We all have our perceptions but these are changed by the sheer force of numbers. I loved Craig's starting comment that the real consistent batsman would not be featured in any of these reports. But Steve Waigh is something. Let us forget about his first 15x Tests. The last 10 Tests. No doubt that the 4 not outs helped. And two unbeaten 100s against Bangladesh. But he certainly finished with a bang. Not the bigger bang Harvey started with.
    Ananth
    : ]]

  • Meety on May 22, 2013, 2:00 GMT

    @JeffG/Ananth - just on Steve Waugh in the Oz TEST side in the 80s. Waugh was very much considered an allrounder in the 80s. This was before any back injuries. You need to look at how effective he was taking wickets. Waugh had taken 40 wickets in his first 24 Tests prior to 1989. From 89 onwards he was considered a batsmen who bowled. The other factor that needs to be considered his high quality ODI performances were considered in selecting him in the Test side (sound familiar? Can name any one of a number of young batting allrounders in that category). I really don't think Waugh was a genuine captaincy option until Oz toppled the Windies in the Caribbean. Waugh's relatively poor start to his career is a good reminder to Steve Smith (a player I really rate), that he can be a force in the Oz Test team.
    [[
    Suddenly Henriques came in and showed that he also had oodles of patience. I hope the selectors decide on one of these two, Steve Smith, to start with, and give him all the 5 Tests against England. They need the no.6 position to do well to have any chance in England. When I see Hussey nowadays I get angry and I can understand how the Australians would feel. With him, would Australia have lost 0-4: No way. I hope this does not get repeated in England. Although I feel the Aussie pace attack would prove equal to the English one and they would certainly compete vigorously.
    Ananth
    : ]]

  • JeffG on May 21, 2013, 11:38 GMT

    Yes, but Waugh didn't become captain until his 112th test !!

    His first 65 tests were played under Border, so he wasn't even the next cab off the rank, as he went on to play another 46 tests under Mark Taylor.

    I really can't believe that his potential captaincy skills were helping him to hold down a place in the Aussie team of the late 80s/early 90s.

    I think a more likely factor is the quality of the Australian team at that time, however even that shows that Waugh was generally one of the worst performing batsman in the team during his 1st 60 tests. Over that period you had Border averaging 50+ You had Taylor, David Boon & Dean Jones all averaging over 47 and even Mark Waugh averaged over 40. The only regular to average less than Steve Waugh was Geoff Marsh, and by then he'd been replaced by Slater.

    Maybe there was no one else good enouigh? - it was just before the likes of Martyn, Langer Ponting, Hayden etc started to really come through
    [[
    Yes I agree that the late 1980s was an easy place for players to get into the Australian team.
    Ananth
    : ]]

  • JeffG on May 21, 2013, 10:35 GMT

    Ananth,

    On the subject of Steve Waugh, he really did take a long time to get going as a batsman in test cricket. It wasn't until his 23rd test that his average passed 30 and stayed there - and as of his 24th match, he would still have made your "worst" list based on the index 60 criteria.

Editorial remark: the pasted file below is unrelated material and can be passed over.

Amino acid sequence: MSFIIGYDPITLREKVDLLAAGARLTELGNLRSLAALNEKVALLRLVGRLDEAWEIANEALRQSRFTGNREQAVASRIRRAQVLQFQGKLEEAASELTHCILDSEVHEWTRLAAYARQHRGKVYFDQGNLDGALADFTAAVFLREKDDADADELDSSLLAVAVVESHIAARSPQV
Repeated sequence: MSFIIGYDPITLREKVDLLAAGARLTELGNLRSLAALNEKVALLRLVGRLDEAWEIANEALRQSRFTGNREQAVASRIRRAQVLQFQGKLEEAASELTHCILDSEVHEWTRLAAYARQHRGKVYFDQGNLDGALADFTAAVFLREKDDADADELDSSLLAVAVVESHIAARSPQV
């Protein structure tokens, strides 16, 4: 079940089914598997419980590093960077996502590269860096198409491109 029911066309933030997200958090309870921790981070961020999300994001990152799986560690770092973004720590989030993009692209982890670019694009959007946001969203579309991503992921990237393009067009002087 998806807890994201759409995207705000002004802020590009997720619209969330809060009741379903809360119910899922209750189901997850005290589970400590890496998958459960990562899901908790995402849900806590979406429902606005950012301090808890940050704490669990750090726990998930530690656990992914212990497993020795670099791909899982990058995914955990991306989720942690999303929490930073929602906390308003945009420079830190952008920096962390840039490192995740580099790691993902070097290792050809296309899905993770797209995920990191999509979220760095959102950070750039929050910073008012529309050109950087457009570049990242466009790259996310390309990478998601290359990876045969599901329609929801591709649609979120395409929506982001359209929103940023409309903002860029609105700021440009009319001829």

Furthermore, it took him until his 61st test for his average to stay above 40 - that's a lot of faith on the part of the selectors that he would eventually come good - which he clearly did.

    And before anyone says that his bowling helped him hold his place in the team during the early part of his career, it's worth stating that in his 1st 23 matches, when he was averaging under 30 with the bat, he took just 32 wkts at 41.75.

    And his bowling declined after that - as of match 60 in his career, he was averaging 39.84 with the bat and had taken 52 wkts at 44.67.

    I wonder what some more recent Aussie batsmen who weren't given a chance at test cricket might have to say about how lucky Waugh was?
    [[
    At one point a third factor got into the act. The captaincy skills. Probably this compensated for the 10-15% shortfall which was there. I agree not exactly Australian method of thinking but this was indeed the case. But what complaint anyone can have against the final numbers.
    Ananth
    : ]]

  • BrianCharlesVivek on May 21, 2013, 4:42 GMT

    Sir, in most of the lists you published, Lara would make it by default, such a statistically correct player he is.( And i get sheer pleasure to see him on top always) Surprising to see, he is not here,even though he made 1000 runs in 12 tests and finished with a double ton in his last series. Probably if he had not made 0 against Pakistan in last test, he might just have made it , i hope.
    [[
    As has been observed in these columns already, the absence of any player in these lists would probably indicate a rather steady career. Anyhow Lara is one of the 8 batsmen whose careers have been summarized at the end.
    Ananth
    : ]]

  • on May 20, 2013, 20:28 GMT

    1) The rise of Amla has been phenomenal. i remember in 2006 when India toured SA, he was a walking wicket at no 3. But in the last 2-3 years, he has to be a serious contender for the current best batsmen in the world. 2) If possible can you add no of centuries and 50s of players in the two periods (mores so in the last 10) 3) Offtopic- Recent developments have brought this game into disrepute again and as an avid cricket lover, it hurts. however, things look bleak for future too as everybody is interested in sensationalism rather than concrete remedial measure. I would personally request you to comment on this issue